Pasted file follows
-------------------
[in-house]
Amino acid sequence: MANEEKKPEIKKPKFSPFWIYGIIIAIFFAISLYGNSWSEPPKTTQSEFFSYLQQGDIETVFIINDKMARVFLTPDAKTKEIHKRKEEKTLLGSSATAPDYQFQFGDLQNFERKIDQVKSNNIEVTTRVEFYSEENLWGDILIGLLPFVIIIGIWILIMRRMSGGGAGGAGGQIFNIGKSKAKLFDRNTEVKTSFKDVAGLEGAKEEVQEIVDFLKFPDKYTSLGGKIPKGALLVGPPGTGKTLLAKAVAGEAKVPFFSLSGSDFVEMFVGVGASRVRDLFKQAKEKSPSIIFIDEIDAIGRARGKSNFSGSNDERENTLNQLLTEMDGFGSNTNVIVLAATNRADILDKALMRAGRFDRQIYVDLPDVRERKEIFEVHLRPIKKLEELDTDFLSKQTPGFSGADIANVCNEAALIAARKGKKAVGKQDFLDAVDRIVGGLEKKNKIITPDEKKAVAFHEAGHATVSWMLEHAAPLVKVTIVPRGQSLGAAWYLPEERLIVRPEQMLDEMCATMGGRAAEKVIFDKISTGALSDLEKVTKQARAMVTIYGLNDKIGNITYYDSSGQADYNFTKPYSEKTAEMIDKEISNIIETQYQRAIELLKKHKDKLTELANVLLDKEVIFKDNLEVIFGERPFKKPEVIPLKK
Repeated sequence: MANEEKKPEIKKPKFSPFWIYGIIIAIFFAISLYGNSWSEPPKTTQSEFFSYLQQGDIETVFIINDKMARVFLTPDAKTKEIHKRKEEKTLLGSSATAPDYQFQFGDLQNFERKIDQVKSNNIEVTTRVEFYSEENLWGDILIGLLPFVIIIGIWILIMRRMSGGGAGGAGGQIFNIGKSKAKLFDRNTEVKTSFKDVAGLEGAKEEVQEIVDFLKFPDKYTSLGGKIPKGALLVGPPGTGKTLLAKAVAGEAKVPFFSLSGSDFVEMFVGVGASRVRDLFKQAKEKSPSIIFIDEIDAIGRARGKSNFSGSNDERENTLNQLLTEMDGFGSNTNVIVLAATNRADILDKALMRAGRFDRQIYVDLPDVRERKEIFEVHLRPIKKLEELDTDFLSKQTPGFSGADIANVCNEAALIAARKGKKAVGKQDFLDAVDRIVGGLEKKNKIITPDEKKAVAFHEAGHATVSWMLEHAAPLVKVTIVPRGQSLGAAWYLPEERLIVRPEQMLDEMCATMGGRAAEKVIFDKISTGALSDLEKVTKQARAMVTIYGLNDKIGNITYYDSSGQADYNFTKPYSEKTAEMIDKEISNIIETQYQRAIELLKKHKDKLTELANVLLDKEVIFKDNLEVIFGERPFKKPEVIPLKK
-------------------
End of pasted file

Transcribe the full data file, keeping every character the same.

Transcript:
[in-house]
Amino acid sequence: MANEEKKPEIKKPKFSPFWIYGIIIAIFFAISLYGNSWSEPPKTTQSEFFSYLQQGDIETVFIINDKMARVFLTPDAKTKEIHKRKEEKTLLGSSATAPDYQFQFGDLQNFERKIDQVKSNNIEVTTRVEFYSEENLWGDILIGLLPFVIIIGIWILIMRRMSGGGAGGAGGQIFNIGKSKAKLFDRNTEVKTSFKDVAGLEGAKEEVQEIVDFLKFPDKYTSLGGKIPKGALLVGPPGTGKTLLAKAVAGEAKVPFFSLSGSDFVEMFVGVGASRVRDLFKQAKEKSPSIIFIDEIDAIGRARGKSNFSGSNDERENTLNQLLTEMDGFGSNTNVIVLAATNRADILDKALMRAGRFDRQIYVDLPDVRERKEIFEVHLRPIKKLEELDTDFLSKQTPGFSGADIANVCNEAALIAARKGKKAVGKQDFLDAVDRIVGGLEKKNKIITPDEKKAVAFHEAGHATVSWMLEHAAPLVKVTIVPRGQSLGAAWYLPEERLIVRPEQMLDEMCATMGGRAAEKVIFDKISTGALSDLEKVTKQARAMVTIYGLNDKIGNITYYDSSGQADYNFTKPYSEKTAEMIDKEISNIIETQYQRAIELLKKHKDKLTELANVLLDKEVIFKDNLEVIFGERPFKKPEVIPLKK
Repeated sequence: MANEEKKPEIKKPKFSPFWIYGIIIAIFFAISLYGNSWSEPPKTTQSEFFSYLQQGDIETVFIINDKMARVFLTPDAKTKEIHKRKEEKTLLGSSATAPDYQFQFGDLQNFERKIDQVKSNNIEVTTRVEFYSEENLWGDILIGLLPFVIIIGIWILIMRRMSGGGAGGAGGQIFNIGKSKAKLFDRNTEVKTSFKDVAGLEGAKEEVQEIVDFLKFPDKYTSLGGKIPKGALLVGPPGTGKTLLAKAVAGEAKVPFFSLSGSDFVEMFVGVGASRVRDLFKQAKEKSPSIIFIDEIDAIGRARGKSNFSGSNDERENTLNQLLTEMDGFGSNTNVIVLAATNRADILDKALMRAGRFDRQIYVDLPDVRERKEIFEVHLRPIKKLEELDTDFLSKQTPGFSGADIANVCNEAALIAARKGKKAVGKQDFLDAVDRIVGGLEKKNKIITPDEKKAVAFHEAGHATVSWMLEHAAPLVKVTIVPRGQSLGAAWYLPEERLIVRPEQMLDEMCATMGGRAAEKVIFDKISTGALSDLEKVTKQARAMVTIYGLNDKIGNITYYDSSGQADYNFTKPYSEKTAEMIDKEISNIIETQYQRAIELLKKHKDKLTELANVLLDKEVIFKDNLEVIFGERPFKKPEVIPLKK